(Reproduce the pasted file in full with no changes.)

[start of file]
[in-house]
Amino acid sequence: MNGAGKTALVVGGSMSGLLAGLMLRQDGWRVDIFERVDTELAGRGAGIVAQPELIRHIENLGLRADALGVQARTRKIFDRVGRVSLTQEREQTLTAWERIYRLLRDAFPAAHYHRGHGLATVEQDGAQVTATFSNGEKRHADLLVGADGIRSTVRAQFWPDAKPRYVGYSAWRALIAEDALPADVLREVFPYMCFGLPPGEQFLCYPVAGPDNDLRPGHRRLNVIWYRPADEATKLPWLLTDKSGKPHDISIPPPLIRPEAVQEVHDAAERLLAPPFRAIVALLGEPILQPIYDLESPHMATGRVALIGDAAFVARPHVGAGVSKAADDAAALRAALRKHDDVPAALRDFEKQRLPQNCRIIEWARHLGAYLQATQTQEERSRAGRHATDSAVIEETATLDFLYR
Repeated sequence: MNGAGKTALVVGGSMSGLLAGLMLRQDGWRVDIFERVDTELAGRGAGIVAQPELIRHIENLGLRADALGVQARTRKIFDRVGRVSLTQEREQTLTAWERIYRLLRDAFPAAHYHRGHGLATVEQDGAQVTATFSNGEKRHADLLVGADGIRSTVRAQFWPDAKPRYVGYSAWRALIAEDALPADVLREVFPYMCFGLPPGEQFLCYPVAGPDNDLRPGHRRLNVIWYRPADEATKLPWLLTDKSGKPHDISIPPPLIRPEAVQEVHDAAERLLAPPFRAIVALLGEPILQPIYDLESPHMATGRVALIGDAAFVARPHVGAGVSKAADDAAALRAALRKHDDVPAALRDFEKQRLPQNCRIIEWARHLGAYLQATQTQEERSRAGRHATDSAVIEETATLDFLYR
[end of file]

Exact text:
[in-house]
Amino acid sequence: MNGAGKTALVVGGSMSGLLAGLMLRQDGWRVDIFERVDTELAGRGAGIVAQPELIRHIENLGLRADALGVQARTRKIFDRVGRVSLTQEREQTLTAWERIYRLLRDAFPAAHYHRGHGLATVEQDGAQVTATFSNGEKRHADLLVGADGIRSTVRAQFWPDAKPRYVGYSAWRALIAEDALPADVLREVFPYMCFGLPPGEQFLCYPVAGPDNDLRPGHRRLNVIWYRPADEATKLPWLLTDKSGKPHDISIPPPLIRPEAVQEVHDAAERLLAPPFRAIVALLGEPILQPIYDLESPHMATGRVALIGDAAFVARPHVGAGVSKAADDAAALRAALRKHDDVPAALRDFEKQRLPQNCRIIEWARHLGAYLQATQTQEERSRAGRHATDSAVIEETATLDFLYR
Repeated sequence: MNGAGKTALVVGGSMSGLLAGLMLRQDGWRVDIFERVDTELAGRGAGIVAQPELIRHIENLGLRADALGVQARTRKIFDRVGRVSLTQEREQTLTAWERIYRLLRDAFPAAHYHRGHGLATVEQDGAQVTATFSNGEKRHADLLVGADGIRSTVRAQFWPDAKPRYVGYSAWRALIAEDALPADVLREVFPYMCFGLPPGEQFLCYPVAGPDNDLRPGHRRLNVIWYRPADEATKLPWLLTDKSGKPHDISIPPPLIRPEAVQEVHDAAERLLAPPFRAIVALLGEPILQPIYDLESPHMATGRVALIGDAAFVARPHVGAGVSKAADDAAALRAALRKHDDVPAALRDFEKQRLPQNCRIIEWARHLGAYLQATQTQEERSRAGRHATDSAVIEETATLDFLYR